Studiometry 15.0.3 Released
What Is Employee Engagement and How Do You Improve It?
- Employee Engagement Definition
- Why Is Employee Engagement Important?
- Whose Job Is Employee Engagement?
- What Are the Drivers of Employee Engagement?
- Why Current Programs Aren’t Improving Employee Engagement
- Measuring Employee Engagement: Gallup’s Questions
- The Employee Engagement Model
- Employee Engagement Examples: The 3 Types of Employees You Have
- What’s the Difference Between Employee Engagement and the Employee Experience?
- How to Improve Employee Engagement: Team Engagement Ideas
- Improving Employee Engagement Begins Here. Reworked, voice of employee explained.
01 Employee Engagement Definition
Gallup defines employee engagement as the involvement and enthusiasm of employees in their work and workplace.
Employee engagement helps you measure and manage employees’ perspectives on the crucial elements of your workplace culture.
You can find out if your employees are actively engaged with their work or simply putting in their time. You can discover if your team building activities and human resources practices influence positive business outcomes or if there’s room to grow.
And with the right approach, you can learn how to improve your employees’ connection to their work and your company.
02 Why Is Employee Engagement Important?
Employees make decisions and take actions every day that can affect your workforce and organization.
The way your company treats employees and how employees treat one another can positively affect their actions — or can place your organization at risk.
Based on decades of employee engagement research, Gallup knows that engaged employees produce better business outcomes than other employees — across industry, company size, and nationality, and in good economic times and bad.
But only 21% of employees worldwide and 33% in the U.S. fall in the “engaged” category.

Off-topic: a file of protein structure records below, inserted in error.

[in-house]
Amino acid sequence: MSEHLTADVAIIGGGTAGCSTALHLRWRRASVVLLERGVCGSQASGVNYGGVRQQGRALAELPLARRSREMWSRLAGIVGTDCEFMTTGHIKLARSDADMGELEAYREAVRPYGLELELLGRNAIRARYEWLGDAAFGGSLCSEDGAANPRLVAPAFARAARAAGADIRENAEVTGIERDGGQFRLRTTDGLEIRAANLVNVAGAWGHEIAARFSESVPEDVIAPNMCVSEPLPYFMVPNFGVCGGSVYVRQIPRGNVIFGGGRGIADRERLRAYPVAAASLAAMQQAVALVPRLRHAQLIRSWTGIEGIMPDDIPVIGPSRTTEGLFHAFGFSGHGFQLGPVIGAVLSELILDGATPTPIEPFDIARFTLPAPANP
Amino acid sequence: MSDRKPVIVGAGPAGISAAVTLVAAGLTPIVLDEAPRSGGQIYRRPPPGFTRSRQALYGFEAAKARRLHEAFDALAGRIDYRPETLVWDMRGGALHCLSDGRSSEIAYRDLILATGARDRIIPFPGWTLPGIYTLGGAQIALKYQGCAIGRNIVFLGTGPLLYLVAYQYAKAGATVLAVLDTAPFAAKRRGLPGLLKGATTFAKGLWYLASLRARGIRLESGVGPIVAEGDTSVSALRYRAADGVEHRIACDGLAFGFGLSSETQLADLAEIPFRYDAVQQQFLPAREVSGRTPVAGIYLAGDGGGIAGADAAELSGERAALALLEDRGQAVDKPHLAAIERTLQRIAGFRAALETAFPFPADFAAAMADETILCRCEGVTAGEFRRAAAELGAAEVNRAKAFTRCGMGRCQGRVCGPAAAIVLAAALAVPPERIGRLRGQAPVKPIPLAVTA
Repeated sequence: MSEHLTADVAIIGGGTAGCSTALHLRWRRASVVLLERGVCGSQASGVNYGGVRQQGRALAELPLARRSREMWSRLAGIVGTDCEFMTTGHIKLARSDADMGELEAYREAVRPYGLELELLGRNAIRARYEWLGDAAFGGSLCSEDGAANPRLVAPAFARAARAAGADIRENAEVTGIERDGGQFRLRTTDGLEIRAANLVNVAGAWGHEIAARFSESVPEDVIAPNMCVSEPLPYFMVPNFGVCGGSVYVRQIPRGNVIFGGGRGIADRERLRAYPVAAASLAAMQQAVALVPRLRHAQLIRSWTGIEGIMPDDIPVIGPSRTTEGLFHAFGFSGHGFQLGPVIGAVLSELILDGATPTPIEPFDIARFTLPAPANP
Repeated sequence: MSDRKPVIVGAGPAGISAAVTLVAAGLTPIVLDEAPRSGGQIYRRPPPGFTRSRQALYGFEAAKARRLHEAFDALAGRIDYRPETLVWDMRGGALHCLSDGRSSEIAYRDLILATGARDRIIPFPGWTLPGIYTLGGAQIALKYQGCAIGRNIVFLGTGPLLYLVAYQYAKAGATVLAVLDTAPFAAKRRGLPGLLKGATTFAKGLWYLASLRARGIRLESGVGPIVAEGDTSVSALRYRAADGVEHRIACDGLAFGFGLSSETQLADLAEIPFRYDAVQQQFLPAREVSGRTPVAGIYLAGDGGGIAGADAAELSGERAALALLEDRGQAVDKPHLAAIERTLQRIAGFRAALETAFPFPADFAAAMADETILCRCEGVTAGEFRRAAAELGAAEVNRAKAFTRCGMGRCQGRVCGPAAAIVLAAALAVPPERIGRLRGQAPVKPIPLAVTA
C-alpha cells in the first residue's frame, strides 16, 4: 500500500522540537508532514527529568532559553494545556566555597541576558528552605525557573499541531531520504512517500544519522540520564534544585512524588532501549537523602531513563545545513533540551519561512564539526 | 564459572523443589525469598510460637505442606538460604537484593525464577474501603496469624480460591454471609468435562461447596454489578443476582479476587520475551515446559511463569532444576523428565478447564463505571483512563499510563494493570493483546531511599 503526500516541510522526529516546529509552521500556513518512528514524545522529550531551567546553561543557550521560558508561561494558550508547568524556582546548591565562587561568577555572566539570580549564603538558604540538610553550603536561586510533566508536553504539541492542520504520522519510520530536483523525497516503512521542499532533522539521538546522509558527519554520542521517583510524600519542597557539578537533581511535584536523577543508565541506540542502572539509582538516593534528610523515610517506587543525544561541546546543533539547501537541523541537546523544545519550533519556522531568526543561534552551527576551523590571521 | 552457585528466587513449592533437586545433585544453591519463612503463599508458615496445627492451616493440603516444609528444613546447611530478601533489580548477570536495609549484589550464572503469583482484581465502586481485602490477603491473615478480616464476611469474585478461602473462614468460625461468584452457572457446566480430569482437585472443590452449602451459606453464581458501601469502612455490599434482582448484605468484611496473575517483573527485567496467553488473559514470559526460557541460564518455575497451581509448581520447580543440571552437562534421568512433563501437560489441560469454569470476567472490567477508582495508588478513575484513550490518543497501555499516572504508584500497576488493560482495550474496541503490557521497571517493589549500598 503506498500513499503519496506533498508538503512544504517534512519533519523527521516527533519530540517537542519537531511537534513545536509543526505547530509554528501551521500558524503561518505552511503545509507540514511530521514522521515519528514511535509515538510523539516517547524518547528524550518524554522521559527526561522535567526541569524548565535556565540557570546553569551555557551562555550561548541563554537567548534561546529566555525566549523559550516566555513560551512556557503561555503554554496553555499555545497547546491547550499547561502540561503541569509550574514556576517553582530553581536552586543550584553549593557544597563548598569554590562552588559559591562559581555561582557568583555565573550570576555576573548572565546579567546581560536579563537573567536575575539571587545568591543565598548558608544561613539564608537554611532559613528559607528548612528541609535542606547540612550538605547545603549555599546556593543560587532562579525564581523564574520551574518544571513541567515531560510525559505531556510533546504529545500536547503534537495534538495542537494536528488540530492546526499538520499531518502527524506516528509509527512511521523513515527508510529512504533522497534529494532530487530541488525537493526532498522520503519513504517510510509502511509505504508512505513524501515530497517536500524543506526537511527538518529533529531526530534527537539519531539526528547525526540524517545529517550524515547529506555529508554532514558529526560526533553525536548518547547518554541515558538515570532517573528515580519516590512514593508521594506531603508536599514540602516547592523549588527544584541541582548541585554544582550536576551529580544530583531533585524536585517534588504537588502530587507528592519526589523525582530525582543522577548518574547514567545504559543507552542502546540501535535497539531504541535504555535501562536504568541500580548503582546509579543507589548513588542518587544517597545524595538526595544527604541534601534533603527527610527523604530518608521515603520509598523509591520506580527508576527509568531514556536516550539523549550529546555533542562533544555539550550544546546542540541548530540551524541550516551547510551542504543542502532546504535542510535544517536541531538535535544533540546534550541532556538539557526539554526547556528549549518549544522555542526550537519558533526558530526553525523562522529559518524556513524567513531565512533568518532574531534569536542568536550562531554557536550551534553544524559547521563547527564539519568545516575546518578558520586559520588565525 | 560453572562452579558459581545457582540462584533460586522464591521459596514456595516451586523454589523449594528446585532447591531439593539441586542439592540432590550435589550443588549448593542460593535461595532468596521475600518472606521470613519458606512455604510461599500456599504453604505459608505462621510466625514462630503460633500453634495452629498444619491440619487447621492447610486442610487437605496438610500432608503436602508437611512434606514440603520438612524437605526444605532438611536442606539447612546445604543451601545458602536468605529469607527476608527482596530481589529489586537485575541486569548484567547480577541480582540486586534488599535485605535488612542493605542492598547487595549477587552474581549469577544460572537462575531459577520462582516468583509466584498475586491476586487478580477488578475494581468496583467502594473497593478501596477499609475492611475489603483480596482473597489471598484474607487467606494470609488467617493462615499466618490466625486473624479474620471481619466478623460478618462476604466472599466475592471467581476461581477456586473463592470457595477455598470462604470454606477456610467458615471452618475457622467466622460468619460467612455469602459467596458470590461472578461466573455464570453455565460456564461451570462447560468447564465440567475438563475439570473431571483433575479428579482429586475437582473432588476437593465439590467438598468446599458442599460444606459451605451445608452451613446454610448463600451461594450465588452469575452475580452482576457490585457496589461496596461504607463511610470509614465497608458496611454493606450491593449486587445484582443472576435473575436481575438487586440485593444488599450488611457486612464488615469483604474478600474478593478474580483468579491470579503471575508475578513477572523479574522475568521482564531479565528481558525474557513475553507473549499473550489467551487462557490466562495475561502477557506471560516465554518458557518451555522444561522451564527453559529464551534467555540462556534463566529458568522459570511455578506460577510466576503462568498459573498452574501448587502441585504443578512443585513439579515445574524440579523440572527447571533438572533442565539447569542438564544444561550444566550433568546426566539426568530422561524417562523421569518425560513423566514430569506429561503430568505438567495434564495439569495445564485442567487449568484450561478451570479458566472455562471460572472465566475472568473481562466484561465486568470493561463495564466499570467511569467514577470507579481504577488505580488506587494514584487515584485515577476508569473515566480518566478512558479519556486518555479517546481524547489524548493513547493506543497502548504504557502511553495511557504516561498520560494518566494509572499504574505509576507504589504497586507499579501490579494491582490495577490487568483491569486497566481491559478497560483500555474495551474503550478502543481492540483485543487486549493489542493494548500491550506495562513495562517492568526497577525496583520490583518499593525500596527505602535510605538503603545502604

So, what can companies do better to engage employees?
When companies use Gallup’s Q12® as a framework to improve employee engagement– one that executives support as a primary management strategy — they yield clear and better results.
Asking, “Why is employee engagement important?” is a vital question for leaders to consider. Because without employee engagement, there’s no team engagement, making it more difficult to improve business outcomes.
When Gallup analyzed the differences in performance among business/work units, the benefits of employee engagement were clear. When comparing employee engagement levels, Gallup found that top- and bottom-quartile business units and teams had the following differences in business outcomes*:
*The above figures are median percent differences across companies in Gallup’s database. High-turnover organizations are those with more than 40% annualized turnover. Low-turnover organizations are those with 40% or lower annualized turnover.
03 Whose Job Is Employee Engagement?
70% of the variance in team engagement is determined solely by the manager.
Employee engagement should be a manager’s primary role responsibility.
Managers are in charge of ensuring that employees know what work needs to be done, supporting and advocating for them when necessary, and explaining how their work connects to organizational success.
To succeed in that responsibility, managers need to be equipped to have ongoing coaching conversations with employees.
Unfortunately, most managers don’t know how to make frequent conversations meaningful, so their actions are more likely to be interpreted as micromanaging without providing the right tools and direction.
So, it’s not enough for leaders to simply tell managers to own engagement and coach their teams.
- redefine managers’ roles and expectations
- provide the training tools, resources and development that managers need to coach and meet those expectations
- create evaluation practices that help managers accurately measure performance, hold employees accountable and coach to the future
04 What Are the Drivers of Employee Engagement?
One of the most common mistakes companies make is to approach engagement as a sporadic exercise in making their employees feel happy — usually around the time when a survey is coming up.
It’s true that we describe engaged employees as “enthusiastic.” And surveys play a big role in measuring staff engagement. But it’s not that simple.
These are the key drivers of employee engagement:
a caring manager
a focus on strengths
Employees need more than a fleeting warm-fuzzy feeling and a good paycheck (even if it helps them respond positively on a survey) to invest in their work and achieve more for your company.
People want purpose and meaning from their work. They want to be known for what makes them unique. This is what drives employee engagement.
And they want relationships, particularly with a manager who can coach them to the next level. This is who drives employee engagement.
One of Gallup’s biggest discoveries: the manager or team leader alone accounts for 70% of the variance in team engagement.